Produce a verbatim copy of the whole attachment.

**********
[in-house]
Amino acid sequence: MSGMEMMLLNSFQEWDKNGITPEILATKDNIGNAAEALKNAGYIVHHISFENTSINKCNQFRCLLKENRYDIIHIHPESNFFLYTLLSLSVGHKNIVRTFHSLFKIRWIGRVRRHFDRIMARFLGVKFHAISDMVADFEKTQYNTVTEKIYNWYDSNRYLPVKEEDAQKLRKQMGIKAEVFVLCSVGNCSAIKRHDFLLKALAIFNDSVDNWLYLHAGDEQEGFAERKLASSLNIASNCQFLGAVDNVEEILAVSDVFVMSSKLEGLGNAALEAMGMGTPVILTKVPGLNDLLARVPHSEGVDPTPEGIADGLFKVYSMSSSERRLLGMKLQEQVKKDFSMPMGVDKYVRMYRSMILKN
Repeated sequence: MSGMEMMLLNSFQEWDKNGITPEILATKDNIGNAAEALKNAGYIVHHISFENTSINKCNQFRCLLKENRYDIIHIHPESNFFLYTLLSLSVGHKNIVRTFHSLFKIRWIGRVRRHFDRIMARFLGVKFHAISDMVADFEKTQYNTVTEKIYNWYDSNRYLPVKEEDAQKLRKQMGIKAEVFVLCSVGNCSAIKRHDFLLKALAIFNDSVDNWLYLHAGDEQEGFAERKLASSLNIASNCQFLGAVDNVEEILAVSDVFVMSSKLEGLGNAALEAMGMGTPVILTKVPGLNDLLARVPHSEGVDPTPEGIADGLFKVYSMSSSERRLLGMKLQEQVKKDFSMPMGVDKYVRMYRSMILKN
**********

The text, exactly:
[in-house]
Amino acid sequence: MSGMEMMLLNSFQEWDKNGITPEILATKDNIGNAAEALKNAGYIVHHISFENTSINKCNQFRCLLKENRYDIIHIHPESNFFLYTLLSLSVGHKNIVRTFHSLFKIRWIGRVRRHFDRIMARFLGVKFHAISDMVADFEKTQYNTVTEKIYNWYDSNRYLPVKEEDAQKLRKQMGIKAEVFVLCSVGNCSAIKRHDFLLKALAIFNDSVDNWLYLHAGDEQEGFAERKLASSLNIASNCQFLGAVDNVEEILAVSDVFVMSSKLEGLGNAALEAMGMGTPVILTKVPGLNDLLARVPHSEGVDPTPEGIADGLFKVYSMSSSERRLLGMKLQEQVKKDFSMPMGVDKYVRMYRSMILKN
Repeated sequence: MSGMEMMLLNSFQEWDKNGITPEILATKDNIGNAAEALKNAGYIVHHISFENTSINKCNQFRCLLKENRYDIIHIHPESNFFLYTLLSLSVGHKNIVRTFHSLFKIRWIGRVRRHFDRIMARFLGVKFHAISDMVADFEKTQYNTVTEKIYNWYDSNRYLPVKEEDAQKLRKQMGIKAEVFVLCSVGNCSAIKRHDFLLKALAIFNDSVDNWLYLHAGDEQEGFAERKLASSLNIASNCQFLGAVDNVEEILAVSDVFVMSSKLEGLGNAALEAMGMGTPVILTKVPGLNDLLARVPHSEGVDPTPEGIADGLFKVYSMSSSERRLLGMKLQEQVKKDFSMPMGVDKYVRMYRSMILKN